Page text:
August 26, 2009
Ted Kennedy, Israel and the Jews
Sen. Ted Kennedy (D-Mass.) died Tuesday, Aug. 25, at the age of 77.
His death, as the saying goes, shall, or at least should, be mourned in Zion.
But the Jewish community knew three Ted Kennedys, and not all will be mourned equally. There was Ted the Brother, Ted the Scoundrel, Ted the Israel-Lover.
For American Jews who vote Democrat, he was The Brother, a politician whose votes reflected their belief that a government is better and a nation stronger when it makes civil rights, education and healthcare available to all its citizens.
Many American Jews heard in him the echo of their political idols, the late President John F. Kenndy and Sen. Bobby Kennedy, the younger Kennedy’s brothers cut down by assassins. His words of eulogy for his brother Bobby resonate with Biblical prophecy: “As he said many times, in many parts of this nation, to those he touched and who sought to touch him:
Of course, that was one Ted Kennedy—there were two others.
Along with the Brother Ted, there was the Scoundrel Ted, the one who deeply disappointed, even disgusted, loyal Kennedy supporters in the afermath of the Chappaquiddick bridge tragedy. The hard-partying Kennedy, he of the literally fatal flaws, proved untenable to Jewish voters in the 1980 Presidential election, when a majority of New York Jews polled said they preferred Jimmy Carter to Kennedy.
But, then, there was the Israel-Lover Kennedy.
From his first year in the Senate, 1962, until his last votes, Kennedy was a stalwart Israel supporter. It is likely in this, too, he was living the values of his older brother.
According to one tally, Ted Kennedy voted 100 percent in concert with positions taken by Aipac, the American Israel Public Affairs Committee. Tom Dine, who served as Aipac’s executive director from 1980-93, was a defense and foreign policy advisor to Kennedy.
In the run-up to his tough 1994 Senate campaign against Mitt Romney, Kennedy accumulated some $45,000 from pro-Israel political action committees over the years, according to former Aipac legislative director Doug Bloomfield, “and presumably a lot more from individual pro-Israel donors, considering his long record of support for U.S. taxpayer aid for Israel.”
In the 1980 presidential race, writes Jeffrey S. Helmreich, “polls indicated that Carter would beat Kennedy in the New York Democratic primary by a margin of 54 to 28 percent. But on March 1, Carter’s UN Ambassador, Donald F. McHenry, voted for a viciously anti-Israel resolution in the UN Security Council condemning Israeli settlement activity in Jerusalem. Three weeks later, Kennedy beat Carter in New York by 59 percent to 41 percent.”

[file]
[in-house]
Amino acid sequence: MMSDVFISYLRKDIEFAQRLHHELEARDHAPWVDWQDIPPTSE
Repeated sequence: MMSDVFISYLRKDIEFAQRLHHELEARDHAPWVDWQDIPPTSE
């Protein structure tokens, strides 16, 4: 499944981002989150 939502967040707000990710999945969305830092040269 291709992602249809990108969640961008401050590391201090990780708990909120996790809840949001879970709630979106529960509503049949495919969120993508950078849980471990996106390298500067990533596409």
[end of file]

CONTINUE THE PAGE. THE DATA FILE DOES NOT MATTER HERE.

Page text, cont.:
In a statement following Kennedy’s death, Israeli Prime Miniiter Benjamin Netanyahu said, “(Senator) Kennedy has been a friend for 30 years, a great American patriot, a great champion of a better world, a great friend of Israel. He will be sorely missed.”
It is also worth noting that in a major policy address on the eve of the second Iraq War, Kennedy challenged the wisdom of attacking Iraq when Iran’s nuclear weapons program posed a greater risk to the world and to Israel.
“Iran has had closer ties to terrorism than Iraq,” he said on Sept, 26, 2002. “Iran has a nuclear weapons development program, and it already has a missile that can reach Israel.”
But such support alone was not enough to win the hearts of Jews who opposed Kennedy’s stalwart liberal positions, or those who remained suspicious his character.
“Rarely in America has a more unworthy person been accorded such deep respect as is regularly heaped upon Kennedy,” wrote Dr. Mendy Granchow, past president of the Orthodox Union, yesterday.
Still, last month, the Orthodox Union blogged a message to its members to say prayers of healing for the ailing senator, fighting his final battle against brain cancer. In 2000, Kennedy joined with Republican senators to win unanimous passage of the OU-supported Religious Land Use and Institutionalized Persons Act.
Ted Kennedy never won the near ecstatic affection of the Jewish community that his brothers John and Bobby enjoyed. His life was too checkered, and perhaps too long, for that.